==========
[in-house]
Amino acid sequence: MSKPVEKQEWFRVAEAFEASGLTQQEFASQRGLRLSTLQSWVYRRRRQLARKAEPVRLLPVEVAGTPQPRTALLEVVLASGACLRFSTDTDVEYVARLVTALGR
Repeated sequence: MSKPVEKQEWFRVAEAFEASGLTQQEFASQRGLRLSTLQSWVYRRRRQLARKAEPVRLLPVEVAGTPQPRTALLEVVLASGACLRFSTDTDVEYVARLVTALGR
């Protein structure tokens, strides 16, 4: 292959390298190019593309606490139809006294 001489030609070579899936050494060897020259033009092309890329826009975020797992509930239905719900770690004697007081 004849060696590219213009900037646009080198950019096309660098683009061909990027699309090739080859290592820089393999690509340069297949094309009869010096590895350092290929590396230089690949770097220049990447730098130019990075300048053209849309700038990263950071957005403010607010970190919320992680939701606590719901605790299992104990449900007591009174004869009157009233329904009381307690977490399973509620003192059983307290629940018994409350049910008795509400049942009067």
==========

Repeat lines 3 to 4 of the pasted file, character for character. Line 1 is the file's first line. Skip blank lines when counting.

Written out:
Repeated sequence: MSKPVEKQEWFRVAEAFEASGLTQQEFASQRGLRLSTLQSWVYRRRRQLARKAEPVRLLPVEVAGTPQPRTALLEVVLASGACLRFSTDTDVEYVARLVTALGR
């Protein structure tokens, strides 16, 4: 292959390298190019593309606490139809006294 001489030609070579899936050494060897020259033009092309890329826009975020797992509930239905719900770690004697007081 004849060696590219213009900037646009080198950019096309660098683009061909990027699309090739080859290592820089393999690509340069297949094309009869010096590895350092290929590396230089690949770097220049990447730098130019990075300048053209849309700038990263950071957005403010607010970190919320992680939701606590719901605790299992104990449900007591009174004869009157009233329904009381307690977490399973509620003192059983307290629940018994409350049910008795509400049942009067």